Reconstructing the Social Contract: Principles for the Organization of Human Society
By Khalil Ahmad
Society is quite a larger sphere wherein role of the state is limited; however, in Pakistan the state has taken over its society. That has distorted our society in innumerable ways.
Since the theory of state is based on a theory of society, the author of the book, Imrani Muhaiday Ki Tashkeel- e-Nau (Reconstructing the Social Contract: Principles for the Organization of Human Society) set out to have a review of the theories of society and the theories of social contract, and eventually, after attempting a critique of them, came to formulate a new theory of social contract basing it on the original “social compact” which brings people together to live. And it is this social contract between the people that as a direct result of their living together brings a market into existence through which they fulfill their various and ever newer needs. And as life got complicated and busier, the need for the “commodity” of protection of life and property arose, some of the people took up the fulfillment of this need as a business, and thus there were various solutions available in the market, from hired guards to private armies to the state.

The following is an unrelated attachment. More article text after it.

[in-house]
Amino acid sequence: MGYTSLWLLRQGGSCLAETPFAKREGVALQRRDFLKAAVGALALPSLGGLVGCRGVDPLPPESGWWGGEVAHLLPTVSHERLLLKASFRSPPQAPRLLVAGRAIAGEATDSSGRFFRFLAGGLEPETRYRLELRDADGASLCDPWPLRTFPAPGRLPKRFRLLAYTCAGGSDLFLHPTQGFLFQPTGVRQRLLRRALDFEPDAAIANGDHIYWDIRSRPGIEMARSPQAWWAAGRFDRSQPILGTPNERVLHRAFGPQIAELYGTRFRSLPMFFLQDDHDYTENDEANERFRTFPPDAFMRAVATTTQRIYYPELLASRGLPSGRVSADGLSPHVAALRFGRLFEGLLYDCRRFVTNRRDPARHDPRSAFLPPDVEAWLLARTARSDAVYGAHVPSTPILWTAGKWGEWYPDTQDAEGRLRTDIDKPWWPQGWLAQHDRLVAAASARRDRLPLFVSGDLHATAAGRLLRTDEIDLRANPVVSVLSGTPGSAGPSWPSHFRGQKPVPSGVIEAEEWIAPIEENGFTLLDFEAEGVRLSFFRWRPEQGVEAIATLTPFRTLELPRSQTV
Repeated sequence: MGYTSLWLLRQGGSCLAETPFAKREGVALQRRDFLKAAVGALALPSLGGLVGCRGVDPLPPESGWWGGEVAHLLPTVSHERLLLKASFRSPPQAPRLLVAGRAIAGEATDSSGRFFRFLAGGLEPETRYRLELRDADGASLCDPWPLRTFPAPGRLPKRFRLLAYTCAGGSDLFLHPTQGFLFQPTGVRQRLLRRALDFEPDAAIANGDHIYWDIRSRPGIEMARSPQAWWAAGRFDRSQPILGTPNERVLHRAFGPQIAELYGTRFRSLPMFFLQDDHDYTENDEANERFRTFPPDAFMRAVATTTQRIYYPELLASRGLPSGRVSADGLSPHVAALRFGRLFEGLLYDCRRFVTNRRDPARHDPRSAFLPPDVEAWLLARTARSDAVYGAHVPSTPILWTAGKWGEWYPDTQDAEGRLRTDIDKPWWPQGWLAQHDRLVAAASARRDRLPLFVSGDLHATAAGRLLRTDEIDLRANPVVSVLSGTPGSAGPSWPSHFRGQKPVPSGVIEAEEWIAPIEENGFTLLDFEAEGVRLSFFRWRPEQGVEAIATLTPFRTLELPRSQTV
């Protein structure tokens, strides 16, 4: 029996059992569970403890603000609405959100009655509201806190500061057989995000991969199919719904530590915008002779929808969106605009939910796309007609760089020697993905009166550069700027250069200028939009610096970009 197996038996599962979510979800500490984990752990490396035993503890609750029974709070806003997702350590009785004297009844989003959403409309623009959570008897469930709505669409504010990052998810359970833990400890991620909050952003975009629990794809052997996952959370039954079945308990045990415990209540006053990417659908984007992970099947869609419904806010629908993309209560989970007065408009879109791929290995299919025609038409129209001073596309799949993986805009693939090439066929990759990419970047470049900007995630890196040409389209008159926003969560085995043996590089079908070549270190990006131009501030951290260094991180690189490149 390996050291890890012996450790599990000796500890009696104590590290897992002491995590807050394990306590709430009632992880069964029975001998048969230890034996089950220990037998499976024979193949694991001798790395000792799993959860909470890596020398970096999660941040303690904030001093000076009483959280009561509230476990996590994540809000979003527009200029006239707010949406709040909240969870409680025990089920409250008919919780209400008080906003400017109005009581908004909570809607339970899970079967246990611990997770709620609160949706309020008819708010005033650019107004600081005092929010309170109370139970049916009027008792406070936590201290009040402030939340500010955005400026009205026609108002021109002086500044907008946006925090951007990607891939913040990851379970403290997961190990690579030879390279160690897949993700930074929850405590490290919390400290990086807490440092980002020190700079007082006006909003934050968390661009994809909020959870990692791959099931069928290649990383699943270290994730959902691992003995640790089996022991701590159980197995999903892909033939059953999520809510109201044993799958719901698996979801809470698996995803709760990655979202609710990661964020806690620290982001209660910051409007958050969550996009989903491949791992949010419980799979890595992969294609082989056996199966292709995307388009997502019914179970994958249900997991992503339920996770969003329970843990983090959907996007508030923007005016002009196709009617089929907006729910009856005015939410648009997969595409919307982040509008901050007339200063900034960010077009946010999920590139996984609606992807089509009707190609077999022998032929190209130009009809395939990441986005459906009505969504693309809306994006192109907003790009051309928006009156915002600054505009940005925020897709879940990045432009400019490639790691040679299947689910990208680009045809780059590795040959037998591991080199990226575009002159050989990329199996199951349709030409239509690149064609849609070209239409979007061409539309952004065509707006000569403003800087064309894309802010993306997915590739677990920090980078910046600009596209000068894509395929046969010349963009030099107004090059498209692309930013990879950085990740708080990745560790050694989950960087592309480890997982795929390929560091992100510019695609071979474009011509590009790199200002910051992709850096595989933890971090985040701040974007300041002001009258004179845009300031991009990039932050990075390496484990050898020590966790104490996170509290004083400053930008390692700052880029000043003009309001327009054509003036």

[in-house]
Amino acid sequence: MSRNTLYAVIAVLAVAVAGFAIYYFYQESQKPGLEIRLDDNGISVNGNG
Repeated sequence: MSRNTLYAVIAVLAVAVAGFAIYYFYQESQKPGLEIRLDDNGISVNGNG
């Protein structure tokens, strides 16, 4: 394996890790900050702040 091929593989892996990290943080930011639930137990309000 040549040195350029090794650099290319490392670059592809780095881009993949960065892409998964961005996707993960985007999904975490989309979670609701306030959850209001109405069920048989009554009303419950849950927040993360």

But, with the advent of the institution of the state, the author emphasizes, the nature of the market does not change; the institution of the market essentially remains intact. What happens thus is only the addition of a player, the state, to the market, the basic function of which is still to provide protection of life and property, and individual rights and freedoms to all the players present in the market. This calls for a different role for the political parties: they as the players in the market of political ideas are sort of business-like entities proposing/selling their “product” (Manifesto) that promises the provision of protection of life and property and freedom to all economically and efficiently, that is involving least of the costs (taxes) and extending most of the benefits (provision of protection). That demands a reconstruction of the state also on the same lines.
Clarifying that a constitution is not a social contract, the author, proposes that a social contract is essentially between the people; and between a state and a people, there exists no social contract; it’s simply a contract like one that exists between a seller and buyer. Thus, in a different sense, a constitution is simply a contract which lays down the conditions under which certain persons out of the same people are invested with authority to perform certain functions (basically provision of protection of life and property and freedoms to all the citizens) and that the authority given to them is limited and specific, and at the same time, it is inextricably tied with responsibility and accountability, as happens in every contract.
Thus the book, Imranni Muhaiday Ki Tashkeel-e-Nau not only formulates a theory of society and a theory of social contract but, based on it, a theory of state also, keeping especially Pakistan in focus.